Re: “For some Americans, things aren't getting better

You write so simply, yet, too few get it. Concise without oversimplifying.

Comforting to know someone in print 'gets it'. Unfortunately too many of whom you are writing about are not!

...and the apathy of those that have is a shame... worse yet, the disdain and contempt are even more disturbing...

3 of 6 people like this.
Posted by 1scottyboy2@gmail.com on April 7, 2016 at 3:51 PM

Re: “For some Americans, things aren't getting better

That is a false dichotomy.

There are no bread lines, and no doubt the economic policies of the Obama admin probably mitigated a legitimate impending global depression.

But I'd say that while the economic recovery was a net positive, it has disproportionately benefitted the wealthy and the impoverished are getting less for their money than they were 16-20 years ago.

Wage stagnation, unemployment and underemployment are driving those high food stamp levels and the recovery is much slower for the lower class.

6 of 8 people like this.
Posted by leemajors on April 7, 2016 at 2:10 PM

Re: “For some Americans, things aren't getting better

But President Obama has done an awesome job and the stock market is up, housing has rebounded and unemployment is at an all time low, right? I thought everything was doubleplusgood?

Which is it?

4 of 7 people like this.
Posted by Cid95 on April 7, 2016 at 10:38 AM

Re: “For some Americans, things aren't getting better

'Don't worry, the percentage of Americans on food stamps is still at an all-time high. The success of the left in getting Americans dependent on the dole is not in jeopardy. Forward, comrade!'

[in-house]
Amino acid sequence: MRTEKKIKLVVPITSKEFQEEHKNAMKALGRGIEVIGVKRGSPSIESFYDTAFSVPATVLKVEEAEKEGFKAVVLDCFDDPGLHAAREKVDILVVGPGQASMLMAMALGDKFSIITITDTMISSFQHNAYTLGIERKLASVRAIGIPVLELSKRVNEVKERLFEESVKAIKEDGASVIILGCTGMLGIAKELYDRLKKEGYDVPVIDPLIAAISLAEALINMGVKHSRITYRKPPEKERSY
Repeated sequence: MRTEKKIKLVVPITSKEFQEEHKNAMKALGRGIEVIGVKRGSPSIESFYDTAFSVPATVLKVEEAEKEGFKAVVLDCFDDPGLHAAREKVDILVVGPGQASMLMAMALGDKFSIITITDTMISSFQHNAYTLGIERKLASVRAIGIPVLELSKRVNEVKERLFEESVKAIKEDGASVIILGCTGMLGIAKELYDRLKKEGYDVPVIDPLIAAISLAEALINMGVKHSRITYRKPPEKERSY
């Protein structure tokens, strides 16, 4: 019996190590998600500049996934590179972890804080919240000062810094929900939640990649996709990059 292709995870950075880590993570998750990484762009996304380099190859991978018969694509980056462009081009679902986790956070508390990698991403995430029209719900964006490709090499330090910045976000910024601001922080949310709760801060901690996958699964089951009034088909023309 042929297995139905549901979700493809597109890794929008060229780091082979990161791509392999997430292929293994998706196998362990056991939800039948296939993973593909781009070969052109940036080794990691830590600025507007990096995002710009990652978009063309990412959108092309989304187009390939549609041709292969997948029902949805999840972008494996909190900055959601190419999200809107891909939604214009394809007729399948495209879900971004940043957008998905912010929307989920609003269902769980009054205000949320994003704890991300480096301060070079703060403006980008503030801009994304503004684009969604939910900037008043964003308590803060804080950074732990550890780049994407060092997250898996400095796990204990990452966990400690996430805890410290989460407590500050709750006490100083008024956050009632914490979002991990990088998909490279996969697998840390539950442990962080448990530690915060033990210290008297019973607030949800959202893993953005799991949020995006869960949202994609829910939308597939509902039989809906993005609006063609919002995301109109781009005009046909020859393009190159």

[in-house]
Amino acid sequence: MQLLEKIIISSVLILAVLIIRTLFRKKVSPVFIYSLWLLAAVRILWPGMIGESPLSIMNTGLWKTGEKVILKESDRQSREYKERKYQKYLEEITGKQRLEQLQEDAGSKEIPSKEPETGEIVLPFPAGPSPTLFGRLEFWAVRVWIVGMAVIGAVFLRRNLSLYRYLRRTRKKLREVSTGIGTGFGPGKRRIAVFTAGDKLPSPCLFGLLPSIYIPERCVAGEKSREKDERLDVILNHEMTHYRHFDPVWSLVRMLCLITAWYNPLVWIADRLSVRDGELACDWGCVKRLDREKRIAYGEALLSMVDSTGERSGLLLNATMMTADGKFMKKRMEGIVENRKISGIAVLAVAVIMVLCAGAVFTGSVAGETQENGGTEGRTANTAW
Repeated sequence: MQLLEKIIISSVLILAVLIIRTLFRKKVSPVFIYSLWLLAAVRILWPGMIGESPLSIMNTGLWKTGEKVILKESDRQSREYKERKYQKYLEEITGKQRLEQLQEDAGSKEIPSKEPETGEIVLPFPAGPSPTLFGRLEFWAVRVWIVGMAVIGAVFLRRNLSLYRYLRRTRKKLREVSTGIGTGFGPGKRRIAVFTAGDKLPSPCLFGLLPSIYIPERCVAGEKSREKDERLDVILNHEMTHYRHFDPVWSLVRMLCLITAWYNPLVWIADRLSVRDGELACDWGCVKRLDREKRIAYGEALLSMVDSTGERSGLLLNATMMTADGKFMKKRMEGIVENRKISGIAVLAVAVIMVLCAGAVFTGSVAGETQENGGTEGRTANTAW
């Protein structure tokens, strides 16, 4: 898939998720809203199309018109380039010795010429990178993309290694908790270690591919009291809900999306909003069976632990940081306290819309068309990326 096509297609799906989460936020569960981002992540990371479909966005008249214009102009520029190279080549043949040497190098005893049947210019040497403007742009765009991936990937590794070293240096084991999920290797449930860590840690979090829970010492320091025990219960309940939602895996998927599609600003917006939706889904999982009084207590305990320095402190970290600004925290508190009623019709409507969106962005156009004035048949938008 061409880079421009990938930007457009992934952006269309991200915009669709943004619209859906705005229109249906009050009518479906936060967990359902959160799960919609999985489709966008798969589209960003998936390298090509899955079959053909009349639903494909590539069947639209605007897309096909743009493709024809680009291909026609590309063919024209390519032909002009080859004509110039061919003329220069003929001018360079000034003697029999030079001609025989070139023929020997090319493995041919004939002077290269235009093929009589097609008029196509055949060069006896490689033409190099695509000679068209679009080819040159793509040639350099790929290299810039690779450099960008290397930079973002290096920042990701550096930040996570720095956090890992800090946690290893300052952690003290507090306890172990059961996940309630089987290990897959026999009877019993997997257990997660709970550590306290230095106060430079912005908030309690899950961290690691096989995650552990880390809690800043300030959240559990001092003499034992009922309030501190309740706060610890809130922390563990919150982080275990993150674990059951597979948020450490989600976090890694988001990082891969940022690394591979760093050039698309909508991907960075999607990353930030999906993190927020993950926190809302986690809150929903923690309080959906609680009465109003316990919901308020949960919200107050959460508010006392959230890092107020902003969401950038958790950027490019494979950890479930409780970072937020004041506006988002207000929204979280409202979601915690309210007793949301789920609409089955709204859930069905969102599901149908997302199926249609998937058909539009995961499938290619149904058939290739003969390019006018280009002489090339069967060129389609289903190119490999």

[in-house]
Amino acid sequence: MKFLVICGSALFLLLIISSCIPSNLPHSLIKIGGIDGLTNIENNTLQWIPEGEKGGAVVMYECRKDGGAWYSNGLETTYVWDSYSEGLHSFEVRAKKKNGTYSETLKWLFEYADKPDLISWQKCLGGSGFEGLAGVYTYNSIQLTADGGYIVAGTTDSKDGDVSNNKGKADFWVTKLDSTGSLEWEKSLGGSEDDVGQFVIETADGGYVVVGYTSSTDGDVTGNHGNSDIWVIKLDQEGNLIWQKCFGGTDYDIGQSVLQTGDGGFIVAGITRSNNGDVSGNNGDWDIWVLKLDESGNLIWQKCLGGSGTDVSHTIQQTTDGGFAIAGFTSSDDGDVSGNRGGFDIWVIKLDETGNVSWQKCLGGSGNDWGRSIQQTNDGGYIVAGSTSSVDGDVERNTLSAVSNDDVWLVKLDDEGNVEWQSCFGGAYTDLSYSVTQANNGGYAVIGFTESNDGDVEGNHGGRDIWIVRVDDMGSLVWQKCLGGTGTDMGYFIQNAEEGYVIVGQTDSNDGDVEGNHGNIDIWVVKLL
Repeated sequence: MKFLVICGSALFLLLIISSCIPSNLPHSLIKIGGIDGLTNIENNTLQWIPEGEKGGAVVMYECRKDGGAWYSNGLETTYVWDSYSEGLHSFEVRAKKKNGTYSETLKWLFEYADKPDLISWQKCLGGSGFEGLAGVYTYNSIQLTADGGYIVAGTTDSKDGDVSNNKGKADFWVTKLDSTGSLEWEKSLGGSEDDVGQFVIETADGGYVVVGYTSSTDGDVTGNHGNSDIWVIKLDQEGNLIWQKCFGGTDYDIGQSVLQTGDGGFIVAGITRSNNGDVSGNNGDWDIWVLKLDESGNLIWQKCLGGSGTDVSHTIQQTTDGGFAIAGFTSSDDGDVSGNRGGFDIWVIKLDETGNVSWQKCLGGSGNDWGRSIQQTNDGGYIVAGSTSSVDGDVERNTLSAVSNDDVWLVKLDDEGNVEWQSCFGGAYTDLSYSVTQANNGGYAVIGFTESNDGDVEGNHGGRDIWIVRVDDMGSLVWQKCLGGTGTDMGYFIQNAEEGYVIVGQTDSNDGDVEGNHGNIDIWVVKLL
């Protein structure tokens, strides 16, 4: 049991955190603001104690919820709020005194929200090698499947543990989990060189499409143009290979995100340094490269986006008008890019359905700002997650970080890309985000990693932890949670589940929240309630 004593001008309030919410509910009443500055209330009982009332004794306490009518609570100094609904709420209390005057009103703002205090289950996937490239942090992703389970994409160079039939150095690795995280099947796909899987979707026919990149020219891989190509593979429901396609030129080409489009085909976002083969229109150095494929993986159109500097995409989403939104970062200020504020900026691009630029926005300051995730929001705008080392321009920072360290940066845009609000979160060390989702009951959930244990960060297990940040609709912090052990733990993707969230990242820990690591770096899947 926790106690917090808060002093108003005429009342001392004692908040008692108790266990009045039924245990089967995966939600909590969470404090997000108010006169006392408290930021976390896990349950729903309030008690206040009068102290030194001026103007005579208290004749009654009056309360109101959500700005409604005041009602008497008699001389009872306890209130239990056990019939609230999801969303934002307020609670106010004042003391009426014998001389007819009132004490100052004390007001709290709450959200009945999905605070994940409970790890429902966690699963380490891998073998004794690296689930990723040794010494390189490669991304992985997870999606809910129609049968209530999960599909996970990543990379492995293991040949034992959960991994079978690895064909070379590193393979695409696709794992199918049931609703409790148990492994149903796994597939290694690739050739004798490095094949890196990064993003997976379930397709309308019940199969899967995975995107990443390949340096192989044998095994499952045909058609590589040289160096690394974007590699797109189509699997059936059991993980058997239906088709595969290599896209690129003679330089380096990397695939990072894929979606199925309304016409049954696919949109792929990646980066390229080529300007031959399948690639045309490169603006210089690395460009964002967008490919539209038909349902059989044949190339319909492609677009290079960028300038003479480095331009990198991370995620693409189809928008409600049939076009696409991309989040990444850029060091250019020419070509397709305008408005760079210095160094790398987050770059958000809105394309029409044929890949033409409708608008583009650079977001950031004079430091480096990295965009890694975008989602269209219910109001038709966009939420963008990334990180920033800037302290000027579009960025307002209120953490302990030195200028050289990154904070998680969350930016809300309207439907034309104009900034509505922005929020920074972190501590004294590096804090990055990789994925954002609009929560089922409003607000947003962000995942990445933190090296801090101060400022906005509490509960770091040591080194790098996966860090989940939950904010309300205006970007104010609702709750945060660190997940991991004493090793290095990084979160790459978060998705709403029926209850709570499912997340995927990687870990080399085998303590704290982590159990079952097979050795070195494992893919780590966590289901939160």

Definitely not the fault of a gutted economy that was tanked by the rich for temporary profits. Nope, definitely not.

13 of 18 people like this.
Posted by leemajors on April 6, 2016 at 11:49 AM

Re: “For some Americans, things aren't getting better

"Either you don't fully know about this subject or you decided to only tell half of it."

This would be more accurate if the "either" was removed and "or" replaced with "and."

4 of 18 people like this.
Posted by nofaith on April 6, 2016 at 10:30 AM

Re: “For some Americans, things aren't getting better

Either you don't fully know about this subject or you decided to only tell half of it. Those who are disabled, such as mentally or physically and can't work will not be affected. You suggest otherwise. For liberals., the promise of welfare had always been to won elections and keep those on welfare under their thumbs and enslaved to the government.

6 of 21 people like this.
Posted by Showmoor on April 6, 2016 at 9:58 AM

Re: “For some Americans, things aren't getting better

"...it should be a wake-up call that wages in this country are now so depressed, and unions so defeated, that it now makes economic sense for the business owners to bring those jobs back here. The return of jobs to America isn't about patriotism; if it was, the jobs would have never left. It's a business decision, pure and simple."

True. Businesses do tend to make business decisions. Odd, isn't it? However, the reason for "near-shoring" isn't the decline of US wages, it's the increase in wages / standards of living in China and other overseas locations as well as supply chain disadvantages ("slow steaming" = slower ships = longer transit times).

Don't worry, the percentage of Americans on food stamps is still at an all-time high. The success of the left in getting Americans dependent on the dole is not in jeopardy. Forward, comrade!

9 of 20 people like this.
Posted by Cid95 on April 6, 2016 at 9:33 AM